Attracting Beautiful Finches to Your Yard the Easy Way

Finches have long been favorites at backyard wild bird feeders. Identified by their cone shaped beaks and undulating (wave shaped) flight, they are colorful, acrobatic and most have pleasant songs. The most popular of these birds at American feeders include the American Goldfinch (often called the wild canary), Lesser Goldfinch, Lawrence's Goldfinch, Pine Siskin, Common Redpoll, Hoary Redpoll, House Finch, Cassin's Finch, and Purple Finch. In some parts of the Rocky Mountains the three species of Rosy Finches are also attracted to feeders in winter. One or more species of finches are found in every state of the United States, especially in the winter.

To attract these beautiful birds three things should be provided by the homeowner. They are:

  • food
  • water
  • nesting area and cover

Most species of finches have a special way of eating in nature. They are known as "cling and peck" feeders because they prefer to cling to the end of a flower or grass stock and pick the seeds from the heads. Thistle seed, sometimes called nyger or Nyjer is a favorite of these birds at feeders. This food should be provided to the finches in a way that they might use this cling and peck feeding technique. The most efficient thistle bird feeders do not have perches, but allow the birds to cling to the side of the feeder and peck the seed from the feeder, much as they would in nature. Many finch species also appreciate the small black oil sunflower seeds. These may also be provided in perchless sunflower feeders which are made to accommodate the specialized feeding style of the finches. If you have a thistle or sunflower feeder which has perches, that may still be alright. The finches may use the perches when they fly into the feeder, but usually use their cling and peck strategy for actual feeding.

For maximum enjoyment of your feeders and the finches they attract, the feeders should be placed five to six feet from a source of cover such as a tree, shrub or brush pile. This is far enough away for the birds to see a predator hiding in the brush waiting for an opportunity to pounce or for the birds to hide in when a predator is spotted nearby. The feeders should be placed at a level where you may easily observe them from your home or yard.

Water is essential in attracting finches and other birds. The sound of running water is, literally, a bird magnet. Water may be provided in the form of a simple bird bath or, more elaborately, a small backyard bird pond. Drippers or misters may be provided with these water features to enhance the running water effect making them even more irresistible to birds.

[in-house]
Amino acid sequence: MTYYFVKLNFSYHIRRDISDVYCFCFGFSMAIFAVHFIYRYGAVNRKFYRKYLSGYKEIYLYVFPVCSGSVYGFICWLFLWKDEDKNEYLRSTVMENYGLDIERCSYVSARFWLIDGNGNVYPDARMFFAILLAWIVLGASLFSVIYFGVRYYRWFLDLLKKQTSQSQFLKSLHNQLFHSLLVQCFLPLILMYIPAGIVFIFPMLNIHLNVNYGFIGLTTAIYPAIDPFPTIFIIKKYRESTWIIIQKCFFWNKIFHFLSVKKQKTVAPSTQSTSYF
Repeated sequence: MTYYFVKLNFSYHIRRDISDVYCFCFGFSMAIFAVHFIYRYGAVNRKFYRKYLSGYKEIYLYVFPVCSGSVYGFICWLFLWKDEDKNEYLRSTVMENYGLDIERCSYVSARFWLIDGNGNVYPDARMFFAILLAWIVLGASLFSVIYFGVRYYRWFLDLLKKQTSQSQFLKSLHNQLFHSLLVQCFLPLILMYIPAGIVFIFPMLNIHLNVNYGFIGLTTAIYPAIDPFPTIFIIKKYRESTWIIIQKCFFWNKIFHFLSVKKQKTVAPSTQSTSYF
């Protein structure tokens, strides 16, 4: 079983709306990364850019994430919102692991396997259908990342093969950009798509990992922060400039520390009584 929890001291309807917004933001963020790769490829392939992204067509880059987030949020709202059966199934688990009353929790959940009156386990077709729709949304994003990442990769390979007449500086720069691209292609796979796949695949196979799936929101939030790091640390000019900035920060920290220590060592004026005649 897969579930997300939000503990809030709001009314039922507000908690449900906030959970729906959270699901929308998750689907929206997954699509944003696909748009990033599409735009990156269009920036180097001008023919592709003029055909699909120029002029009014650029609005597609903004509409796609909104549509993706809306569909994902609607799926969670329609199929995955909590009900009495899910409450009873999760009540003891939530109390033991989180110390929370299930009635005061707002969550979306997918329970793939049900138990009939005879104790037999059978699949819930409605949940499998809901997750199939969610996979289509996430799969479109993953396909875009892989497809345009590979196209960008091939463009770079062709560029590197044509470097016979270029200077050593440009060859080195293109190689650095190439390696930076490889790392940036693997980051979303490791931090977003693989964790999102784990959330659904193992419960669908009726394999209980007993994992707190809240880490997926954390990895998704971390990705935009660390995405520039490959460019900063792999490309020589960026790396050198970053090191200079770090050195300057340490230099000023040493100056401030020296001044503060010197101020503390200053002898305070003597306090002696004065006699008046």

In the spring and early summer finches build nests to raise families. An added attraction for these birds is to put out nesting material in the form of cotton strings, yarn ends or even cotton tufts. This material attracts not only finches but a large number of bird species which do not normally come to bird feeders.

Plantings in your yard can also be utilized to attract finches. Massed plantings of evergreens are useful for nesting and protection from wind and weather. Flowers in the sunflower family including sunflowers, blanketflowers, coneflowers, ornamental thistles and grasses are all preferred by finches. Remember not to deadhead the flowers as it is the seeds that the finches want. If you have an area where you can just let these flowers go wild you will get flocks of these colorful birds all fall and winter.

When providing for finches or any other type of wildlife always remember the three Cs; cleanliness, comfort and consistency. Always remember to periodically clean your feeders and bird baths with a 10% solution of chlorine bleach and water. Make sure there is always food in the feeders and clean water in the baths. Provide a nearby place for the birds to go when predators are near.

Finches add color and charm to every backyard in which they are found. If you follow the steps outlined in this article you will have finches in your yard whether you are in suburban New York or on a rural Iowa farm, the desert southwest or the Florida tropics. Once they find your yard you will be hooked. You will wonder what you did before the finches arrived.

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